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    how are eras and periods of the geologic time scale named? they are named for the places where geologists first described rocks or fossils from that time. their names are based on the names of scientists who discovered the rocks and fossils. they are named after plants and animals that lived during that time. their names are based on the number of centuries within that length of time.

    James

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    get how are eras and periods of the geologic time scale named? they are named for the places where geologists first described rocks or fossils from that time. their names are based on the names of scientists who discovered the rocks and fossils. they are named after plants and animals that lived during that time. their names are based on the number of centuries within that length of time. from EN Bilgi.

    Fossils Through Geologic Time

    rangers holding large palm frond fossil

    NPS photo.

    Introduction

    The National Park System contains a magnificent record of geologic time because rocks from each period of the geologic time scale are preserved in park landscapes. No single park has rocks from every geologic period, though some come close.

    Geologic Time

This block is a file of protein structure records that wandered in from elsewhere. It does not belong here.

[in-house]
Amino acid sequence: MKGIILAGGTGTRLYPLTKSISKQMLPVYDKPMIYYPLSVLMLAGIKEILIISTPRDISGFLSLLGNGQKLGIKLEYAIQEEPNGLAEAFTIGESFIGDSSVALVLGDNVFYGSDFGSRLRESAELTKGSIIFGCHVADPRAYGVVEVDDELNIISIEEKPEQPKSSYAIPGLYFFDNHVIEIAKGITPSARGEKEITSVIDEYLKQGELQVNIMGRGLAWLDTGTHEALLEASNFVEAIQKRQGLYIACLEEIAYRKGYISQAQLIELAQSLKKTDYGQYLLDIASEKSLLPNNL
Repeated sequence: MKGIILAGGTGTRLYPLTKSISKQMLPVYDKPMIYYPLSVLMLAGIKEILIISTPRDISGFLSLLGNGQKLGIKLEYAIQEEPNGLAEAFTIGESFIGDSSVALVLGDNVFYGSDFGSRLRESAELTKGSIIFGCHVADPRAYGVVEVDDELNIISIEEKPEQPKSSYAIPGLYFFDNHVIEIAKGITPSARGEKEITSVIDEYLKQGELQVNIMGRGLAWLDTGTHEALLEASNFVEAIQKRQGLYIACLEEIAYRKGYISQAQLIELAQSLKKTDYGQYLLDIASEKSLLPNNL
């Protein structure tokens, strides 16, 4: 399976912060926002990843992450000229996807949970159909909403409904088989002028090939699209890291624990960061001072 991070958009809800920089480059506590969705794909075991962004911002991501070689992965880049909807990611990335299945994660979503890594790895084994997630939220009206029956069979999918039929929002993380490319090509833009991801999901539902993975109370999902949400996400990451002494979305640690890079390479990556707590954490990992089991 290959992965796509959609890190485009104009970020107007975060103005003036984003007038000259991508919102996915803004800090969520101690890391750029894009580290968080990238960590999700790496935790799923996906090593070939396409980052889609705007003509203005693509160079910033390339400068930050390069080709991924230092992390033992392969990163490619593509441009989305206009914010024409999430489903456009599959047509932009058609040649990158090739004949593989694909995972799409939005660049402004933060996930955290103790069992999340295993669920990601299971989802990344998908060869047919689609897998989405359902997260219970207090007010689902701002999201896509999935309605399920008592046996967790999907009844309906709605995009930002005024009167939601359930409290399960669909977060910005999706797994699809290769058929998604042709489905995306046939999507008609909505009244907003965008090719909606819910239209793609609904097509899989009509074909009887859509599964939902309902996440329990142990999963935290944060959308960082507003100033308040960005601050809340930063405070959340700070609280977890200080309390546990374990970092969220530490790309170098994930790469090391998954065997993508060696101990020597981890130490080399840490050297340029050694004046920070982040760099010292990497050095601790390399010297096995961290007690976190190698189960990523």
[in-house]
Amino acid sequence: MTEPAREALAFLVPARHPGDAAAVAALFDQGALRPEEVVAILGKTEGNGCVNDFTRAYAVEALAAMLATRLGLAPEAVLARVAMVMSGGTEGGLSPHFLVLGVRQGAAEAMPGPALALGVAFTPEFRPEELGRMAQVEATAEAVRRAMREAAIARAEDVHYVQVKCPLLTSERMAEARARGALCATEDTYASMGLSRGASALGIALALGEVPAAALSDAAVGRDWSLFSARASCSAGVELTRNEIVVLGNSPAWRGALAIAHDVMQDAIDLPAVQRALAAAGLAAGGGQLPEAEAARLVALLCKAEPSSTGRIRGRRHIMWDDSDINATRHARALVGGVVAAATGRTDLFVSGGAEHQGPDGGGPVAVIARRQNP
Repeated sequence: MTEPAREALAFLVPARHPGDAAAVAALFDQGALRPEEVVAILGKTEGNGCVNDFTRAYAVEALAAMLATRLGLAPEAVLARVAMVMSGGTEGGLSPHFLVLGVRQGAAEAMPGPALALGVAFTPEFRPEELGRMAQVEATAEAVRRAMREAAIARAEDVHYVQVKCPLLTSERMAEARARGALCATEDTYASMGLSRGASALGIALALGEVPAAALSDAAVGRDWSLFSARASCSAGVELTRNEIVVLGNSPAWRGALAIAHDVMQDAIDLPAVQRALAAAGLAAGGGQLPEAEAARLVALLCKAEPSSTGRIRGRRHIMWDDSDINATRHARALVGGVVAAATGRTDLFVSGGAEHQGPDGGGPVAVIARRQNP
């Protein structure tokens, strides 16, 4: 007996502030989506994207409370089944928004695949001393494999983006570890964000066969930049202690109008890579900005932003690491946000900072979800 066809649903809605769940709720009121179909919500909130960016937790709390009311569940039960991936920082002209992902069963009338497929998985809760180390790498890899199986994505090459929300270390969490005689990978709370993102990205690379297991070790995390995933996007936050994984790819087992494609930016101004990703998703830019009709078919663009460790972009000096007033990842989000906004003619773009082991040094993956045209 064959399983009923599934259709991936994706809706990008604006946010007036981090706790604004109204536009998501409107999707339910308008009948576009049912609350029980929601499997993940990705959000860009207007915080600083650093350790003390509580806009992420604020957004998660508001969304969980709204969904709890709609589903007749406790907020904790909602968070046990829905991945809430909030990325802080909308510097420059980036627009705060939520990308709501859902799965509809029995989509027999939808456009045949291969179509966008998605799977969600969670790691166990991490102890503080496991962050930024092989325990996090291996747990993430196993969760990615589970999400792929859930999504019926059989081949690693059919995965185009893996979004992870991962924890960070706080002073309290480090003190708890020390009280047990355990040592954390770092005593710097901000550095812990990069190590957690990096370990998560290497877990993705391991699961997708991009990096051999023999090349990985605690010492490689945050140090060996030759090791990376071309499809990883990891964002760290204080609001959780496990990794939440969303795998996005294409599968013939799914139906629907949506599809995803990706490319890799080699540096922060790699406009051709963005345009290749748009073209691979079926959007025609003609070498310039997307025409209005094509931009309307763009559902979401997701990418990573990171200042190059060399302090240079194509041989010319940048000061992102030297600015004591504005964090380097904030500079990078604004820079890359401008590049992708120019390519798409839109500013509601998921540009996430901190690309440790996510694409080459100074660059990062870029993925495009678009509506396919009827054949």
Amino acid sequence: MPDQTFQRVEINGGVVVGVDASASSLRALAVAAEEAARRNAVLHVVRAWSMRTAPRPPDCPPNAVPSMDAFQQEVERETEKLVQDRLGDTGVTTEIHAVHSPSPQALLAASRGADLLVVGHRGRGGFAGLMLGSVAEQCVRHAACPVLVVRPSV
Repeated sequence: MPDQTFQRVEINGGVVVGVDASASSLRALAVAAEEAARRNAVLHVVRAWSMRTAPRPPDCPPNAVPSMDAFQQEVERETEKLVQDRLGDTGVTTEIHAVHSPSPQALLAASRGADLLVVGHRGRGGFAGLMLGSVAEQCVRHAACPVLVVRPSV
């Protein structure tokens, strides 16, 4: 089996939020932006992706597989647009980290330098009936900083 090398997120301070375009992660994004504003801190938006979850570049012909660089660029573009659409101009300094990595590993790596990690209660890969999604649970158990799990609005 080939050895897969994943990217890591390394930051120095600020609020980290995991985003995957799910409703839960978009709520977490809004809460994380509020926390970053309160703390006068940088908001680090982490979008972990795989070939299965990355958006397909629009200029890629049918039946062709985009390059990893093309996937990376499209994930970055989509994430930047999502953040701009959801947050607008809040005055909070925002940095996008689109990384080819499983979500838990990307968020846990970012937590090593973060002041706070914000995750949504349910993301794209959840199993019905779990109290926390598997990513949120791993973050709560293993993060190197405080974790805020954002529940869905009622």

With the help of clocks, calendars, and appointment books, we organize our lives around time. We divide time into years, months, weeks, and days. Likewise, geologists created the geologic time scale to organize Earth’s history into eons, eras, periods, and epochs. While a human life spans decades, geologic time spans all of Earth’s history—4,600 million years!

    Geologists used fundamental concepts to understand the chronological order of rocks around the world. It wasn’t until the advent of radiometric age dating techniques in the middle 1900s that reliable dates could be assigned to the previously named geologic time divisions.

    The time scale is divided into four large periods of time—the Cenozoic Era, Mesozoic Era, Paleozoic Era, and The Precambrian.

    Cenozoic Era

    The Cenozoic Era (66 million years ago through today) is the "Age of Mammals." Birds and mammals rose in prominence after the extinction of giant reptiles. Common Cenozoic fossils include cat-like carnivores and early horses, as well as ice age fossils like wooly mammoths. Caves can preserve the remains of ice-age animals that died in them or were transported there after death.

    Learn more and visit parks that preserve Cenozoic fossils:

    Fossils Through Geologic Time

    Source : www.nps.gov

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